Dwight Peck's personal website
Sirmione and the neighborhood, May 2016
Ten days in the home of the Scaligeri and the heretics
You may not find this terribly rewarding unless you're included here, so this is a good time for casual and random browsers to turn back before they get too caught up in the sweep and majesty of the proceedings and can't let go.
The Castello Scaligero di Sirmione
We're returning from our brief sojourn in Vicenza, up the peninsula of Sirmione from Santa Maria di Lugana at the base of it, through Colombare, and along Via XXV Aprile (Liberation Day, 1945).
From the municipal carpark
Crossing the Piazzale Porto
Via Vittorio Emanuele, the main (and only) thoroughfare
Through the alleys facing the southern side of Santa Maria Maggiore
Back to our room and packing up to move to a different one, for a change of view
To repeat ourselves from an earlier page: "The Scaliger Castle (or Castello Scaligero, or Rocca Scaligera) was begun in about 1277, evidently by Mastino I himself, Capitano del Popolo and effective ruler of Verona and the surrounding territories. An uncommon example of a fortified harbor, the castle is placed about 1km from the northern end of the peninsula and cuts it in two, so that entrance into the town can only be obtained through one of two drawbridges (the other of which leads directly into the castle). The fleet of lake patrol boats, for defense and customs-collecting purposes, could be brought in within the walls of the castle at a need, as we will see presently."
Still another drawbridge. This one opens into the walled town and was secondary (and perhaps later) than the main entrance facing down the peninsula.
The town-side gate with portcullis, with the Della Scala crest on the left and what looks like a Venetian winged lion of St Mark in the niche
Through this "side door" into the first courtyard and castle keep, or mastio
That is the original front door's drawbridge into the courtyard, viewed from a second courtyard and additional drawbridge that were added by the Scaligers in the early 14th century (considered to be "Phase 2" of the castle's evolution).
This is the outer front gatehouse and drawbridge, seen from the outside; the original drawbridge is back inside that somewhere.
This is an additional curtain wall with two towers, outside the original castle; it was added (in "Phase 3") by the new Venetian authorities in the early 15th century.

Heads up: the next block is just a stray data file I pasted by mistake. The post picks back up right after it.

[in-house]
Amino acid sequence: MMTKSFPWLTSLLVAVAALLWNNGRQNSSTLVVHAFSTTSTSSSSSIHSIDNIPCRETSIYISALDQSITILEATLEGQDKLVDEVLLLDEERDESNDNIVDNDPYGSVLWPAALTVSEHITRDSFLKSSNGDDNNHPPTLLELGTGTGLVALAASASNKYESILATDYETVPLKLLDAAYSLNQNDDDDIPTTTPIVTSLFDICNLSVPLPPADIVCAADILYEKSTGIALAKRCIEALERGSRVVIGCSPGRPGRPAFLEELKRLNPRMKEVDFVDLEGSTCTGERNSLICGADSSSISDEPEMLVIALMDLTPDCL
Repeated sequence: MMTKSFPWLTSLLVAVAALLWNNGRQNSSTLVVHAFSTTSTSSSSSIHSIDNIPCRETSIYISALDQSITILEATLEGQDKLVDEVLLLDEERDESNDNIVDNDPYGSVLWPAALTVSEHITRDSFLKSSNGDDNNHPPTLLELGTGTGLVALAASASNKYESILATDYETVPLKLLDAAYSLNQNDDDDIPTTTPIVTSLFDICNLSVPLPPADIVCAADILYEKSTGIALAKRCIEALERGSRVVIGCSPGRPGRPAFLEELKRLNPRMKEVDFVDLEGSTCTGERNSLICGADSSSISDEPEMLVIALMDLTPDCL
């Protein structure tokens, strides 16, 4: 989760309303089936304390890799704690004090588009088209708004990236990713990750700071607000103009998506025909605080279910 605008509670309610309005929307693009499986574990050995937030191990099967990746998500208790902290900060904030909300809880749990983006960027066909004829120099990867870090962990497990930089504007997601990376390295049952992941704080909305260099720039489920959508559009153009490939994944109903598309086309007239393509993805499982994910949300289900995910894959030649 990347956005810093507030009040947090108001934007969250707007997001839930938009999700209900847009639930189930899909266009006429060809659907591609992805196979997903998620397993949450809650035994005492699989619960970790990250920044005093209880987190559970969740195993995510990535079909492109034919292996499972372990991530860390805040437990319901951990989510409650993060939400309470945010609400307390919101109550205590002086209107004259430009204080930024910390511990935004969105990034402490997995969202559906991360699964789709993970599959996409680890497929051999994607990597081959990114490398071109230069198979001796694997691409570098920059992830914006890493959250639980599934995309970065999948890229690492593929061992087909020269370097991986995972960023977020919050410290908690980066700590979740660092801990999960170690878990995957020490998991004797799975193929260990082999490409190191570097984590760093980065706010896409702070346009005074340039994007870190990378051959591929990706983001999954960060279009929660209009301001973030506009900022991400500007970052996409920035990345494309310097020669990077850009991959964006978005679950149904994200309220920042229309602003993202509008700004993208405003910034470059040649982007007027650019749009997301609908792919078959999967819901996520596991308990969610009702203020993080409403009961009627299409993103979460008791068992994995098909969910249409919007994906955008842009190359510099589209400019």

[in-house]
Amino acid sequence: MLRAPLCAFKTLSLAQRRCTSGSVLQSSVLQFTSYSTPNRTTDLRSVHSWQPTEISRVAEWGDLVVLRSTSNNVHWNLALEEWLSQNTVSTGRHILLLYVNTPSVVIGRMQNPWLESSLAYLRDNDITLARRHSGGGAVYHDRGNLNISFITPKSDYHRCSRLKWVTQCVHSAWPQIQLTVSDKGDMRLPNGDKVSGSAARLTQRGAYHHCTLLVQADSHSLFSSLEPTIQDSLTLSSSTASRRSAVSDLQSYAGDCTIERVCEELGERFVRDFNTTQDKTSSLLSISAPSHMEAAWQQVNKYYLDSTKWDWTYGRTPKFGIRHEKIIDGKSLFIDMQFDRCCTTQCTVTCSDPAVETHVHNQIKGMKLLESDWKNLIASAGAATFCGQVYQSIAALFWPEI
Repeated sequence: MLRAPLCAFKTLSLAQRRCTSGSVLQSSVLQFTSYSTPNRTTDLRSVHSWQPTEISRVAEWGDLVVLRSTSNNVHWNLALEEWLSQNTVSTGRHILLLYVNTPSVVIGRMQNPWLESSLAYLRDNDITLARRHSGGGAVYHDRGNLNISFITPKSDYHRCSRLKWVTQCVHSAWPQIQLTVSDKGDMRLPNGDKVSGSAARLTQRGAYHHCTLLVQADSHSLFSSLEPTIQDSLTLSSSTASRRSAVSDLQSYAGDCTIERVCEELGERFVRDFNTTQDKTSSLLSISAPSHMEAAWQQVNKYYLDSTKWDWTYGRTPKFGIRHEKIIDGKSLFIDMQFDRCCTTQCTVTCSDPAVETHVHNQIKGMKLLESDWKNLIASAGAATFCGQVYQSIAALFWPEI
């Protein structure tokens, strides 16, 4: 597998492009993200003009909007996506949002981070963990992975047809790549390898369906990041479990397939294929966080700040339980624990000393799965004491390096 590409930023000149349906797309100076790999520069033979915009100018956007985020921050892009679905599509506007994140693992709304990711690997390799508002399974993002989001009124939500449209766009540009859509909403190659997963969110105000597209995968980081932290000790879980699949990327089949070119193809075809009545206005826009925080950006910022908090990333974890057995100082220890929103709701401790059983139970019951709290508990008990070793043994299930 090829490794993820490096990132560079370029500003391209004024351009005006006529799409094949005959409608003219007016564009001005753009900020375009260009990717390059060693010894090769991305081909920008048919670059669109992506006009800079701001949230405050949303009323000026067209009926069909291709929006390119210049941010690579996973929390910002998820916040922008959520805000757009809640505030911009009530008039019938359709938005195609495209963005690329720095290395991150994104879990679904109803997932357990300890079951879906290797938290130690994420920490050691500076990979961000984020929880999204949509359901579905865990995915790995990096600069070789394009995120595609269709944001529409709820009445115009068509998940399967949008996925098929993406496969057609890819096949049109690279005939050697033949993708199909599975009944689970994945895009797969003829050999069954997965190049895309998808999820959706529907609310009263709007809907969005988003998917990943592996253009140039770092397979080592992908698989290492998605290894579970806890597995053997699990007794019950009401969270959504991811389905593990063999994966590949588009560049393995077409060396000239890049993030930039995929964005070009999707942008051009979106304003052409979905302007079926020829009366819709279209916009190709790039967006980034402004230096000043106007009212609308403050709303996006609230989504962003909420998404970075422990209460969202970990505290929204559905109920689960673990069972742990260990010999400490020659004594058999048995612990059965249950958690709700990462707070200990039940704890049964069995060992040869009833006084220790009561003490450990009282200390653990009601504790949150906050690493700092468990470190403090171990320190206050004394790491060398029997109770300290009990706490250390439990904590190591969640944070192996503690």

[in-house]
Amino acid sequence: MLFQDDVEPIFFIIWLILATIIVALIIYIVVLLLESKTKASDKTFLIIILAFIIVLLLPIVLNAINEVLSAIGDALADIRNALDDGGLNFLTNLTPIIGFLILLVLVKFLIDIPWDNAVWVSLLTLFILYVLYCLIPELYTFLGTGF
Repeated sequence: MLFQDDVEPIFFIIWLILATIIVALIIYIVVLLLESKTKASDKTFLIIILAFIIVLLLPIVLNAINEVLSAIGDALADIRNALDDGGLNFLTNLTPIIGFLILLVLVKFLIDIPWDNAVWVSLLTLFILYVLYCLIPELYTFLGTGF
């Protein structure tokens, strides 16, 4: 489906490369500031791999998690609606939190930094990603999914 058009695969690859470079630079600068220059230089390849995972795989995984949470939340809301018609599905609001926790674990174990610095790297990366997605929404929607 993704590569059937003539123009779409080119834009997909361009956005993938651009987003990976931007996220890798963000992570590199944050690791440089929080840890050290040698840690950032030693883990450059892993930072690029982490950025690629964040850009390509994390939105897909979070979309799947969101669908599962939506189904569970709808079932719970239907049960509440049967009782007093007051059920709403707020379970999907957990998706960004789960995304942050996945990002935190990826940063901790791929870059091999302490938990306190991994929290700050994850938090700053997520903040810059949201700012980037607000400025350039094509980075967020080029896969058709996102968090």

The castle keep seen from the Phase 3 Venetian courtyard
And -- "Phase 4": a Venetian fortified harbor built onto the castle, with two angular 'spearhead' towers guarding the entrance to what would have been a wet dock in the basin.
The Phase 4 harbor and its northeastern tower
The southeastern tower
The channel cutting across the peninsula, towards the tourist port on the far side
The moat on the left
A Google Maps screenshot showing the protected basin and the two complementary drawbridges facing south, as well as the gatehouse facing into the town on the left.
Peeking into town
The drawbridges arrangement again
Along the wall-walk
The "Phase 2" gatehouse over the drawbridges, and the protected harbor on the left
We're marching up to the top of the keep.
The moat and protected basin
The Roman villa site at the end of the Sirmione peninsula; in the mid-ground, the Santa Maria Maggiore and parts of the city walls
The centro storico
The Hotel (or Meublè) Grifone just below, and our new room (red dot)
The Piazza Castello on the left and the Via Vittorio Emanuele wending away just to the right of the tower
The other corner tower and the "Porticciolo Turistico di Sirmione" or public marina
The length of the peninsula landward of the centro storico
It's time to start down, if we can figure out the way
-- Peek-a-boo. It's this way.
In the original courtyard below, a group of staff members from the 1000 mile classic car rally that's just starting to show up in town
Kristin's a lot faster getting down long staircases than we are.
Kristin in the Piazza Castello
The castle moat
The Grifone lakeside
The Squirrel awakened from her power nap. We're moving house now.
The castle from our new room
One of the few potential disadvantages of our new balcony
And one of the many advantages
and suggestions are welcome if positive, resented if negative, .
All rights reserved, all wrongs avenged. Posted 27 July 2016.